Little Lau Shop is my baby and I’m so proud of it. I want people that see and purchase my work to have an object in their life that lets them know they have a friend and that they are seen and heard in this world.
If you had a friend visiting you, what are some of the local spots you’d want to take them around to?
My home town is in San Francisco CA! I am a big foodie so most of the trip would be spent eating.
I would start in Chinatown and get some dim sum, I especially love the ones that have carts that roll by your table full of dumplings. Since Little Italy/North Beach is within walking distance, we would have to get some dessert either gelato/pastries or both. The mechanical museum which is on the way, has the best old timey arcade games.
You have to spend a day in the Mission District eating papusas, taco trucks and capping it off with Tartine pastries or a scoop of bi-rite ice cream in Dolores Park.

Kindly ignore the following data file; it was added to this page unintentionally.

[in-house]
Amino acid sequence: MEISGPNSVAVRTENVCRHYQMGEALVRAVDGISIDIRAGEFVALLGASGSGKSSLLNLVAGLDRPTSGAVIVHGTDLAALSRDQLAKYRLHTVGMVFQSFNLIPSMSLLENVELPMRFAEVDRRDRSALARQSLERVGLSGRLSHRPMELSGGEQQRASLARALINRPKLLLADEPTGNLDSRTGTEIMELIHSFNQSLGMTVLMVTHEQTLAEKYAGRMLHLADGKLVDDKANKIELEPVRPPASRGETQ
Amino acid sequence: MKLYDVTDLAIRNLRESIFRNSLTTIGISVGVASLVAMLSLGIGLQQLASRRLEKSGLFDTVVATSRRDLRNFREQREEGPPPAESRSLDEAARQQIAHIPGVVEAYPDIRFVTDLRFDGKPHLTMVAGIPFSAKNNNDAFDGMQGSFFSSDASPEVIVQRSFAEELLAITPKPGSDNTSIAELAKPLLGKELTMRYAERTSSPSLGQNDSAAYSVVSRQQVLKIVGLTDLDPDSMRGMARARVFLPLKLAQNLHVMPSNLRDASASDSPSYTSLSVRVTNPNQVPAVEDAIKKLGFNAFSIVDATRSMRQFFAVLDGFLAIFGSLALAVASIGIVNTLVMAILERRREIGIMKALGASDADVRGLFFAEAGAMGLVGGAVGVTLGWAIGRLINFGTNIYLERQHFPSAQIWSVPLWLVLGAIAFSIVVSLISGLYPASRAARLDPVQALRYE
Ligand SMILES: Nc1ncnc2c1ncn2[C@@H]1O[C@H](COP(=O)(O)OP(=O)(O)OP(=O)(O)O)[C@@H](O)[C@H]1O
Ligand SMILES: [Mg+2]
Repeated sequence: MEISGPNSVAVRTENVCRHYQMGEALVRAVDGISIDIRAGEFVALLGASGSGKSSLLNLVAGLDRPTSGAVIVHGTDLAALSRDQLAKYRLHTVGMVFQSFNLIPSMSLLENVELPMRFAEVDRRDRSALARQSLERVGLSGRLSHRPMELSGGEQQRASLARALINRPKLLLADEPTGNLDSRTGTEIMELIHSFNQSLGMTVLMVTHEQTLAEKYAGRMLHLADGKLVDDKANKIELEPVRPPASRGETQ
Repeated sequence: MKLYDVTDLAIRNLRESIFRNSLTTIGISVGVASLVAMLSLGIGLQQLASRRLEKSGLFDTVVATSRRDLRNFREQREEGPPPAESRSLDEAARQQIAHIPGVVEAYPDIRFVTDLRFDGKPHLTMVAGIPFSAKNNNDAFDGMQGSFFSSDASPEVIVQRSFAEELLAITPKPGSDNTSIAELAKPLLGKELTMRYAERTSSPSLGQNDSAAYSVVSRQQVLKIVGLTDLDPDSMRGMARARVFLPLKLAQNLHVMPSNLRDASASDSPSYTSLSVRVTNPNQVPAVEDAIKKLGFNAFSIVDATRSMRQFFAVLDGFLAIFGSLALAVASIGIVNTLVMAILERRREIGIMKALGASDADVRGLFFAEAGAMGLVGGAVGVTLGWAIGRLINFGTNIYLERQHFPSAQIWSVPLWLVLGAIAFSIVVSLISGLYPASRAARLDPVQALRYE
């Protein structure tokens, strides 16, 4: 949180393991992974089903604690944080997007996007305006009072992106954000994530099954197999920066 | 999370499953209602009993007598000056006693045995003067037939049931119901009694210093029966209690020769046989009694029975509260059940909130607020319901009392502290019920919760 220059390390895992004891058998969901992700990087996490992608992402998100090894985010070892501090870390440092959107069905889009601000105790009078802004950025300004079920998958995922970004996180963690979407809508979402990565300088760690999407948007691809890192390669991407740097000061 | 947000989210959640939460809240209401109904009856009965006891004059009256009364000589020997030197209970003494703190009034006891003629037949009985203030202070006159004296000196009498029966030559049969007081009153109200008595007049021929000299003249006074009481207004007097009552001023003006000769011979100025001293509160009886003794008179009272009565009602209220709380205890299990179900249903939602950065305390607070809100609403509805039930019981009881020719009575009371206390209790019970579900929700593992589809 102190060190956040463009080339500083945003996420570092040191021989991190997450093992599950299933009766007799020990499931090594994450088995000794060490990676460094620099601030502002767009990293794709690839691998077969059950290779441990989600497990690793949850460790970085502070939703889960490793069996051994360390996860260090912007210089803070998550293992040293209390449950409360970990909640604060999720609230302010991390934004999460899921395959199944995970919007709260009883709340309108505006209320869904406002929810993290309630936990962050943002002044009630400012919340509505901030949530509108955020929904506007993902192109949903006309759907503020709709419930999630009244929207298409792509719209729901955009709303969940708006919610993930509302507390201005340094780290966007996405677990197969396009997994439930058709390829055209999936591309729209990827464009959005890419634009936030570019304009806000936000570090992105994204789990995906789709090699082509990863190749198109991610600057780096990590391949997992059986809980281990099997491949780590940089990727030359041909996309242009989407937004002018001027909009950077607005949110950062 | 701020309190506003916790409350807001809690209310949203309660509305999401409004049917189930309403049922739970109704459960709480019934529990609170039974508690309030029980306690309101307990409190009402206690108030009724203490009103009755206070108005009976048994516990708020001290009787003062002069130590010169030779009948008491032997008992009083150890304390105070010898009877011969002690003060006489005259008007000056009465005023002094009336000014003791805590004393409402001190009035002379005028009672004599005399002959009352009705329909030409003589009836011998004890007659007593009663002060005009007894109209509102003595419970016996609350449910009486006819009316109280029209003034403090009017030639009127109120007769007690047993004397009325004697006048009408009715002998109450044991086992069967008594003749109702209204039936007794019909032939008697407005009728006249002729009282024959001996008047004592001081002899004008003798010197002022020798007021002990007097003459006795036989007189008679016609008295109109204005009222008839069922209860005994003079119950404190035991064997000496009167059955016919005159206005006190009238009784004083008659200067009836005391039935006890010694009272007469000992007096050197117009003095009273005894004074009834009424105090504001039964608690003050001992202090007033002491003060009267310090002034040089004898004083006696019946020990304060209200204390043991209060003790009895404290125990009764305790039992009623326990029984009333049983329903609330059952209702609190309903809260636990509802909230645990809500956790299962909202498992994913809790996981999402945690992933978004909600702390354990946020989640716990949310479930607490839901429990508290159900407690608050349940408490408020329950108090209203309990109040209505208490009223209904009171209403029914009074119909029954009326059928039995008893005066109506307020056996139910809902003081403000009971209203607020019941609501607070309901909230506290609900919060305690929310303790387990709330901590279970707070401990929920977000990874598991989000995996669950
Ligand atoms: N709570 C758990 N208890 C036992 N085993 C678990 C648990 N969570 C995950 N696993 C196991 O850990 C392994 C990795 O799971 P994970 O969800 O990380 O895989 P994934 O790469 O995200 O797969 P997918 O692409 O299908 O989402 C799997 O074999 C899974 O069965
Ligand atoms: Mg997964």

A must stop for me is Japantown. I love getting bento boxes from the small mom and pop shop grocery stores, eating a bowl of warm brothy ramen, handmade mochi, and matcha soft serve in a taiyaki cone. I’m also a sucker for the $1.50 store.
If you need to work off all that food, hiking around Glen Canyon, climbing the tile mosaic steps of 16th and Moraga St. or a long walk along the coast of Ocean Beach as sunset approaches, is the dreamiest way to end the day.
Who else deserves some credit and recognition?
I’ve had so many mentors and people that have touched my life. My mom is the first example of seeing what its like to live a creative life. Growing up my mom had a bakery and she made some of the most beautiful cakes and pastries. She had such a steady hand as she piped ribbons of buttercream onto each cake, artfully arranged each delicate slice of fruit and drizzled chocolate onto each eclair. Everything looked like a perfect piece of art with the most decadent flavor. She looked so happy when she was working and I wanted that too.